findings on the penetration of the Clean Development
Mechanism (CDM) in sub Saharan Africa.
The CDM, part of the Convention's Kyoto Protocol
agreed in 1997, allows developed nations to offset some
of their greenhouse gas emissions by funding cleaner
energy projects in developing countries that generate
carbon credits known as certified emission
These can range from wind and biomass energy projects
to ones that tap methane from rubbish tips and schemes
that encourage the use of less polluting fuels or power
There has been concern that the benefits of the CDM,
a contrasting example of a policy tool aimed at wider
social, economic and environmental benefits when
compared with fossil fuel subsidies have been by-passing
countries in Africa.
The main countries benefiting to date have been the
rapidly developing economies such as China, Brazil, and
The new figures, compiled by UNEP Risoe Centre in
Denmark, indicate that this is changing with the first
CDM projects emerging over the past 18 months in six
countries - the Democratic Republic of the Congo (DRC);
Madagascar, Mauritius, Mozambique, Mali and Senegal.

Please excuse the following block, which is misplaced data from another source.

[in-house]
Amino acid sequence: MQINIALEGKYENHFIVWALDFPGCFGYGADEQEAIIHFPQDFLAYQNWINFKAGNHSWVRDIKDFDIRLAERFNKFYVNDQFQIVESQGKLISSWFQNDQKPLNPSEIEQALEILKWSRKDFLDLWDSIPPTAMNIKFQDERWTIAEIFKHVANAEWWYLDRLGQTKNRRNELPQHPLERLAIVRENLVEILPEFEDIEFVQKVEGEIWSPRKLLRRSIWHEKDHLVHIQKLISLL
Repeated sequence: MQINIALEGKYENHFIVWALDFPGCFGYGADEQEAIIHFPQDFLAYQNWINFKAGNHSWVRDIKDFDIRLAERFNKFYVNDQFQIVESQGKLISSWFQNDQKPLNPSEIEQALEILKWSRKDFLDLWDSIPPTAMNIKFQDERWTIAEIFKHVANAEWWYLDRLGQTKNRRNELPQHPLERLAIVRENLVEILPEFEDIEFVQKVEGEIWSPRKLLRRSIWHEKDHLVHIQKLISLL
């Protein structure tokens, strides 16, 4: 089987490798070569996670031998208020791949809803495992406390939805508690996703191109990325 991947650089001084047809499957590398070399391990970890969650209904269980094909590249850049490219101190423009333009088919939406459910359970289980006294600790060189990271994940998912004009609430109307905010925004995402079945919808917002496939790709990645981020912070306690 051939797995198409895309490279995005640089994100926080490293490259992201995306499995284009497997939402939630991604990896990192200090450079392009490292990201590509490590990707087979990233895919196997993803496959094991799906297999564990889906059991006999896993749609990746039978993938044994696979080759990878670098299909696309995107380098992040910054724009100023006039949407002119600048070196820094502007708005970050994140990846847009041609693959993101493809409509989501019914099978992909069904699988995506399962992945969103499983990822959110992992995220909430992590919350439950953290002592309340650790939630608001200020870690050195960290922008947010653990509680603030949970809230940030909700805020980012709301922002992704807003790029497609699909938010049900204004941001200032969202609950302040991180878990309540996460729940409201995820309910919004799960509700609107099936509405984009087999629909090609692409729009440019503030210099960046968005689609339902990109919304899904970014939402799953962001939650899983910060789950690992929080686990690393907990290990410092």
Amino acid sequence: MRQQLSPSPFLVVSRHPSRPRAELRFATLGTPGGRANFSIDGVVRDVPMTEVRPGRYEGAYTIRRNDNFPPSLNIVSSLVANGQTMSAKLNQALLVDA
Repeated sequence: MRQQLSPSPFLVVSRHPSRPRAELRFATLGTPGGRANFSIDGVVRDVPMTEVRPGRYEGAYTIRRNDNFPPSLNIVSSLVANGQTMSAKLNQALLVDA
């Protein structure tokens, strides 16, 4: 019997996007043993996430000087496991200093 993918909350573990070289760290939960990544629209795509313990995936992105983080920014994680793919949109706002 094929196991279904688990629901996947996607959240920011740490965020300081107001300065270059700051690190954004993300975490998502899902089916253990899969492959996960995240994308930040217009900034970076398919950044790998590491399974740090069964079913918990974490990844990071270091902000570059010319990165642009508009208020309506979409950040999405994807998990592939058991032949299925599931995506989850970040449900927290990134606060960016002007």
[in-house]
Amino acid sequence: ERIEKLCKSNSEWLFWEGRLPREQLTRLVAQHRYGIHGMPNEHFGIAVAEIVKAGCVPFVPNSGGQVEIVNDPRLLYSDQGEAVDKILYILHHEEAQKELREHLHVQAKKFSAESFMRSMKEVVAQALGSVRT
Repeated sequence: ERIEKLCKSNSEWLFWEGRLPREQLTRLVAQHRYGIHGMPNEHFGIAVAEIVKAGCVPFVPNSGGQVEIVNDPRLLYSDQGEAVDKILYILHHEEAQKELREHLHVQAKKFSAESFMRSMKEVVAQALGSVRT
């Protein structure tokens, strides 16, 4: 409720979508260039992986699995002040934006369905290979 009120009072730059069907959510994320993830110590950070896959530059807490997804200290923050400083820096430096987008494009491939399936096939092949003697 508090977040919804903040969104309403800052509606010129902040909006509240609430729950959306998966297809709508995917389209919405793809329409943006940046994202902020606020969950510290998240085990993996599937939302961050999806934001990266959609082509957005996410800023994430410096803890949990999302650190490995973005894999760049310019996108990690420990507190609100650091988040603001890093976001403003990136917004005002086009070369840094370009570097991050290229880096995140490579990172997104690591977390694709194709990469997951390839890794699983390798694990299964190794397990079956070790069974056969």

These include an oil well, gas flare reduction
project in the DRC and a run-of river hydroelectric
project in Madagascar.
In Kenya new projects include a 35MW extension of
geothermal, hot rocks, generation and a sugar cane
waste-into-energy project with Mumias Sugar Company.
Mr Steiner added: "Whereas fossil fuel subsidies are
an example of a blunt policy instrument, perpetuating
old and inefficient economic models, the CDM is an
example of a more intelligent, market-based mechanism
that is fostering the transition to a modern Green
He said the uptake in Africa was due, in part to the
impact of the UN's Nairobi Framework initiative launched
Here UNEP, along with partners including the UN
Development Programme (UNDP) have been working to build
the human and regulatory capacity of poorer countries to
access carbon financing.
Other measures have included awareness-raising among